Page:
Science Gazette

The discovery of a parasitic infection might help with mental health therapies

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New study on how a common parasite infection affects human behavior might aid in the development of schizophrenia and other neurological illnesses therapies. Toxoplasmosis is caused by T. gondii, which infects 2.5 billion individuals globally.

New study on the effects of a common parasite infection on human behavior might aid in the development of medicines for schizophrenia and other neurological illnesses.

According to scientists, persons afflicted with T. gondii, which infects 2.5 billion people globally and causes the illness, modify their behavior. Toxoplasmosis may be associated to decreased levels of norepinephrine, a stress-related neurotransmitter secreted in the brain. Neuroinflammation, or the activation of the brain’s immune system to fight infection, is likewise controlled by norephinephrine.

Neuropsychological illnesses such as schizophrenia, Alzheimer’s disease, and ADHD are linked to norepinephrine and neuroinflammation.

Although T. gondii infection is normally asymptomatic in humans, it may induce headaches, disorientation, and seizures in certain people, as well as an elevated risk of schizophrenia — and it can be deadly in immunocompromised individuals.

T. gondii can only reproduce sexually in cats. It creates cysts in the cat’s feces, which are then excreted. Ingestion of anything contaminated by these cysts, such as water, soil, or vegetables; blood transfusions from unpasteurized goat’s milk; eating raw or undercooked meat; or transmission from mother to fetus are all ways it spreads to new hosts.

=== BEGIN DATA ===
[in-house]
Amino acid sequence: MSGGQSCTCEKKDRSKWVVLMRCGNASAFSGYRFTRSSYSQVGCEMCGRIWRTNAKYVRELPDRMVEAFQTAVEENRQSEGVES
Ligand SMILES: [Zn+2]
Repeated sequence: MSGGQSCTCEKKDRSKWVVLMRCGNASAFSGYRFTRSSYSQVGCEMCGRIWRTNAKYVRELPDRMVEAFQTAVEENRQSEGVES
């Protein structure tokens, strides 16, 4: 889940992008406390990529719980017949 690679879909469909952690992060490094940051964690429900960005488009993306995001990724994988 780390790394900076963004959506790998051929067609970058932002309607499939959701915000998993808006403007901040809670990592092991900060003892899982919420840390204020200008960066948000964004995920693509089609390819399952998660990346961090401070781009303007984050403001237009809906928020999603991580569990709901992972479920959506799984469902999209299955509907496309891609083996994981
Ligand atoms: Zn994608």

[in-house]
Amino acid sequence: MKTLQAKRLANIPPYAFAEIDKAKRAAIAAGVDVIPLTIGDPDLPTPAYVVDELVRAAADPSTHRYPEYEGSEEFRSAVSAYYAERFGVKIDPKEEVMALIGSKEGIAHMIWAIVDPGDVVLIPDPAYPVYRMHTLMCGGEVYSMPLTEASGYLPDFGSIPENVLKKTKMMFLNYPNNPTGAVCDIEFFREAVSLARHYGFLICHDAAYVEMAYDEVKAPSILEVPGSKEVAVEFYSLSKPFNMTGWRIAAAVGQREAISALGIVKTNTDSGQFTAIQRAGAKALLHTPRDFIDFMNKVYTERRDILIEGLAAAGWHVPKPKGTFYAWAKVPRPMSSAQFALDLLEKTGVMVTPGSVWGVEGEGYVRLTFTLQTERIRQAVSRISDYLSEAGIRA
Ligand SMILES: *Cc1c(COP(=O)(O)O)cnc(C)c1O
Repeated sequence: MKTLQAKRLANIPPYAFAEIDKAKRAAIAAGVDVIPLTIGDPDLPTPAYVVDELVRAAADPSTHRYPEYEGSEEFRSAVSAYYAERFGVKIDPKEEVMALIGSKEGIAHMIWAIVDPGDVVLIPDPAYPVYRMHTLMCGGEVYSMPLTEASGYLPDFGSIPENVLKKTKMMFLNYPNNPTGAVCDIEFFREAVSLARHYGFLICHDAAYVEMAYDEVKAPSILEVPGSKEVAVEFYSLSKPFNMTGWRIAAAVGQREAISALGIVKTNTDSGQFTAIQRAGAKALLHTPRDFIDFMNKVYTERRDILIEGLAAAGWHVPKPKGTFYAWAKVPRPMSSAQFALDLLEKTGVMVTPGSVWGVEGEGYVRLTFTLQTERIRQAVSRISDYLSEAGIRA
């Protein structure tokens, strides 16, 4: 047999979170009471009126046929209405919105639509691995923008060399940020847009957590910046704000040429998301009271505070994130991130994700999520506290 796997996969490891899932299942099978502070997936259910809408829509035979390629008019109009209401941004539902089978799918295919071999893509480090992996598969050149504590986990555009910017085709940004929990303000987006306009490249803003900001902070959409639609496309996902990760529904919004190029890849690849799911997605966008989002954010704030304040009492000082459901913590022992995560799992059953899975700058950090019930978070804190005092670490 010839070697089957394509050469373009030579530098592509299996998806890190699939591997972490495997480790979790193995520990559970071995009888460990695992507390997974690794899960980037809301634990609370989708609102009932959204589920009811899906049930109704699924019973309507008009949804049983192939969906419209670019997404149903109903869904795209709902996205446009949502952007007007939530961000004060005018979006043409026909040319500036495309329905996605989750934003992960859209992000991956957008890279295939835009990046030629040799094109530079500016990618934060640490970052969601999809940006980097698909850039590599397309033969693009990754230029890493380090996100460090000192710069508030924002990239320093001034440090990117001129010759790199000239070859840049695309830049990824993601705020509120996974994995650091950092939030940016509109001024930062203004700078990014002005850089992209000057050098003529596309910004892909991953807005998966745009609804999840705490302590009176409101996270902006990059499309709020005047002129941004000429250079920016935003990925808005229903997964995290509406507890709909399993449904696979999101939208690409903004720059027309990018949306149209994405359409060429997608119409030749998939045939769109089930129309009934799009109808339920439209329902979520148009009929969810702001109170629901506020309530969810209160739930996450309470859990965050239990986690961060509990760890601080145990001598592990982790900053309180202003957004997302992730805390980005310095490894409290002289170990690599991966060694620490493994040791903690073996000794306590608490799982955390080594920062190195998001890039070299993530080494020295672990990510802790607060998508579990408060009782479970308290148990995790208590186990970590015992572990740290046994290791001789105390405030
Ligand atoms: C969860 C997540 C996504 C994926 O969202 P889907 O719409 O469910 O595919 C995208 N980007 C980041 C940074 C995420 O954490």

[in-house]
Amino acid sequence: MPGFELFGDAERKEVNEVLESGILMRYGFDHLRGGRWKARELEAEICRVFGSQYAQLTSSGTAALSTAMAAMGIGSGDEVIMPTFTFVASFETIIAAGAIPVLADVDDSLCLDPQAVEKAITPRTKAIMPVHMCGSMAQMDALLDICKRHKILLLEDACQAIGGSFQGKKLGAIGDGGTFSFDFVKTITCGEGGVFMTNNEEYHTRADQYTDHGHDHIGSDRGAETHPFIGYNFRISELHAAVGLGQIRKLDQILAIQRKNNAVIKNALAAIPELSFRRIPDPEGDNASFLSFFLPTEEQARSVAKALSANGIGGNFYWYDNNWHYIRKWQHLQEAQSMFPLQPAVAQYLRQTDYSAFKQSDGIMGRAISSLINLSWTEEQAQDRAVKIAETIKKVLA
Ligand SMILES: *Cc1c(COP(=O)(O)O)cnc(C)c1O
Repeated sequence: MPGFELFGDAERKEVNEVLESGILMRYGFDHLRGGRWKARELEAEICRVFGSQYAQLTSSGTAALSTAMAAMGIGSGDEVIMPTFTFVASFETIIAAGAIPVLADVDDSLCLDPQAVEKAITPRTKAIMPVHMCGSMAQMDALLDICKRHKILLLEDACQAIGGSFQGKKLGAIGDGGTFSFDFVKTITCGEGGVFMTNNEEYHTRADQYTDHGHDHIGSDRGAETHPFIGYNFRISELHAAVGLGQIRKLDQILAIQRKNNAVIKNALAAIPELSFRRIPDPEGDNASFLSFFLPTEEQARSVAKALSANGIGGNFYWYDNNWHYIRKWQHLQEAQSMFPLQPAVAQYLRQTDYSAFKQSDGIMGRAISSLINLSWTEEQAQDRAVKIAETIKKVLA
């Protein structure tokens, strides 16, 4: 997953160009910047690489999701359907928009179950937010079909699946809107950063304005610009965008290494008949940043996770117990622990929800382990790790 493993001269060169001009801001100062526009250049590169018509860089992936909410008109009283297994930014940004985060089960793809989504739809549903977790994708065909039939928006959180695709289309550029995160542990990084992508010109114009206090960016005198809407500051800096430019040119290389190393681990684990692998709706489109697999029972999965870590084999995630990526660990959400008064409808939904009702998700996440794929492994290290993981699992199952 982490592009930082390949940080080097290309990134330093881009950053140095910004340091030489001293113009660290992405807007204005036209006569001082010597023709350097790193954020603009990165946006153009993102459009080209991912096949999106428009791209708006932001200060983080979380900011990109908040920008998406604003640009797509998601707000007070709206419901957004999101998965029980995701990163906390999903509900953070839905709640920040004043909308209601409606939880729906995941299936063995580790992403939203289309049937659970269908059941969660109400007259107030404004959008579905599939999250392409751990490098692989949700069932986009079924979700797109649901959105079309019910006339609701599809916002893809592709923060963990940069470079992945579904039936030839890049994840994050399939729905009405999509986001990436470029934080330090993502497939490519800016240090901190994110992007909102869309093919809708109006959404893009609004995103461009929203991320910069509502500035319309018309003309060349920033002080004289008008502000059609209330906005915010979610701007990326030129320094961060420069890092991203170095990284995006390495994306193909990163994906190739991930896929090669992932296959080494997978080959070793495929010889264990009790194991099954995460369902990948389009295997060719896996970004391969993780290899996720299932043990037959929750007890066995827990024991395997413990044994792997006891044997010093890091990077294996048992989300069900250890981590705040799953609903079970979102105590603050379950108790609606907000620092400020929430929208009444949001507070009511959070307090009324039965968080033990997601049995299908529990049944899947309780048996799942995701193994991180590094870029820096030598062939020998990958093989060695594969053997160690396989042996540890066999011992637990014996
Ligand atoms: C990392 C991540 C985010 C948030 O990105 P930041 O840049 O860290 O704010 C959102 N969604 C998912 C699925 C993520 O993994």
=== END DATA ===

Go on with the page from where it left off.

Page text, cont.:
The infection enters a latent period after a few weeks, during which cysts grow in the brain. They may stay there for a long time, potentially for the rest of their lives. Infection causes the brain’s immune response regulator norepinephrine to diminish during this period.

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The processes through which the parasite influences brain function remain a mystery. However, new study from the University of Leeds and the Université de Toulouse reveals that the parasite’s capacity to lower norepinephrine disrupts immune system activation regulation, allowing for an excessive immune response that may affect the host’s cognitive processes.

The results were reported in Trends in Immunology as “Noradrenergic Signaling and Neuroinflammation Crosstalk Regulates Toxoplasma gondii-Induced Behavioral Changes.”

The study’s lead author, Glenn McConkey, Associate Professor of Heredity, Disease, and Development at Leeds’ School of Biology, said: “Our discovery bridges the gap between two competing hypotheses about how Toxoplasma modifies host behavior, and it might be applied to other nervous system diseases. The immunological response to illness, according to one school, causes behavioral abnormalities, whereas changed neurotransmitters, according to the other.”

“This study will help fill a critical gap in our knowledge of how brain inflammation affects cognition, which is critical for the development of antipsychotic medications in the future.”

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